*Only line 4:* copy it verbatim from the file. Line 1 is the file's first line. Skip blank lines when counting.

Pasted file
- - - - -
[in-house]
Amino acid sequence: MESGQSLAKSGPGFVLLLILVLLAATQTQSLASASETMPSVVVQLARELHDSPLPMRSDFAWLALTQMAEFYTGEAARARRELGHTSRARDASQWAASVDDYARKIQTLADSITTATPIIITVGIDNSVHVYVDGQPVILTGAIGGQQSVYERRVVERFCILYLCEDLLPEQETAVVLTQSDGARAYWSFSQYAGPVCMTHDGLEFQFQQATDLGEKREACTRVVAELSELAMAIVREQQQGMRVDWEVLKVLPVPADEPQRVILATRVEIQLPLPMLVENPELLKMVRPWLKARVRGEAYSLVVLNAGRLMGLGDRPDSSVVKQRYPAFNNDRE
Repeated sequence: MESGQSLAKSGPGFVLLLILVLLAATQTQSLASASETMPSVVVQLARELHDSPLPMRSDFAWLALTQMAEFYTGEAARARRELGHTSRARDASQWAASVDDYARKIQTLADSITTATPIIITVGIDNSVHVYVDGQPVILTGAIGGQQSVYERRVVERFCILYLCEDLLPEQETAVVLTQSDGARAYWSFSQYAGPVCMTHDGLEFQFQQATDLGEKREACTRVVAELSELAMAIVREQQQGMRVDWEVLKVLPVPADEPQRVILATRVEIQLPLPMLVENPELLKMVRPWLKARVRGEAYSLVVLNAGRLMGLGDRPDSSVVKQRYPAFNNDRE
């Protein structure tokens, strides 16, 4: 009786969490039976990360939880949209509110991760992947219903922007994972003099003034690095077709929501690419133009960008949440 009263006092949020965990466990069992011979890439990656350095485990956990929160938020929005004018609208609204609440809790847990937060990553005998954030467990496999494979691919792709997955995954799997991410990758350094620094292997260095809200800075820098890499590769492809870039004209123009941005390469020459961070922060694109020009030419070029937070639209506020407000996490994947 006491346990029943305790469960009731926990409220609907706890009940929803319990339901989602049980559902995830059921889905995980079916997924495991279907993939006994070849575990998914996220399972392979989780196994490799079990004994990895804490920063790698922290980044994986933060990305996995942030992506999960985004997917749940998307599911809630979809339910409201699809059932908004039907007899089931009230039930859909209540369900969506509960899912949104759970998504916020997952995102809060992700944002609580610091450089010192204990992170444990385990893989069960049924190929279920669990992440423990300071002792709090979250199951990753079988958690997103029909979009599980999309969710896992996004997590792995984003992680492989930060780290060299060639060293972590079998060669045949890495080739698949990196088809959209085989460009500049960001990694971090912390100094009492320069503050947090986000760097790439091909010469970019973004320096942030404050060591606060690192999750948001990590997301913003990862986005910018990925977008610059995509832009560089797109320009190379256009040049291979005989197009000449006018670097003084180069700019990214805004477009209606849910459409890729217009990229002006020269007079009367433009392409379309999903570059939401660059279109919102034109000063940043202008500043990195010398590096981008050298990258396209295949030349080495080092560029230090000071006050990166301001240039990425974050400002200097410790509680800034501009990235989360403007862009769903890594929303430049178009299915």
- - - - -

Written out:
């Protein structure tokens, strides 16, 4: 009786969490039976990360939880949209509110991760992947219903922007994972003099003034690095077709929501690419133009960008949440 009263006092949020965990466990069992011979890439990656350095485990956990929160938020929005004018609208609204609440809790847990937060990553005998954030467990496999494979691919792709997955995954799997991410990758350094620094292997260095809200800075820098890499590769492809870039004209123009941005390469020459961070922060694109020009030419070029937070639209506020407000996490994947 006491346990029943305790469960009731926990409220609907706890009940929803319990339901989602049980559902995830059921889905995980079916997924495991279907993939006994070849575990998914996220399972392979989780196994490799079990004994990895804490920063790698922290980044994986933060990305996995942030992506999960985004997917749940998307599911809630979809339910409201699809059932908004039907007899089931009230039930859909209540369900969506509960899912949104759970998504916020997952995102809060992700944002609580610091450089010192204990992170444990385990893989069960049924190929279920669990992440423990300071002792709090979250199951990753079988958690997103029909979009599980999309969710896992996004997590792995984003992680492989930060780290060299060639060293972590079998060669045949890495080739698949990196088809959209085989460009500049960001990694971090912390100094009492320069503050947090986000760097790439091909010469970019973004320096942030404050060591606060690192999750948001990590997301913003990862986005910018990925977008610059995509832009560089797109320009190379256009040049291979005989197009000449006018670097003084180069700019990214805004477009209606849910459409890729217009990229002006020269007079009367433009392409379309999903570059939401660059279109919102034109000063940043202008500043990195010398590096981008050298990258396209295949030349080495080092560029230090000071006050990166301001240039990425974050400002200097410790509680800034501009990235989360403007862009769903890594929303430049178009299915």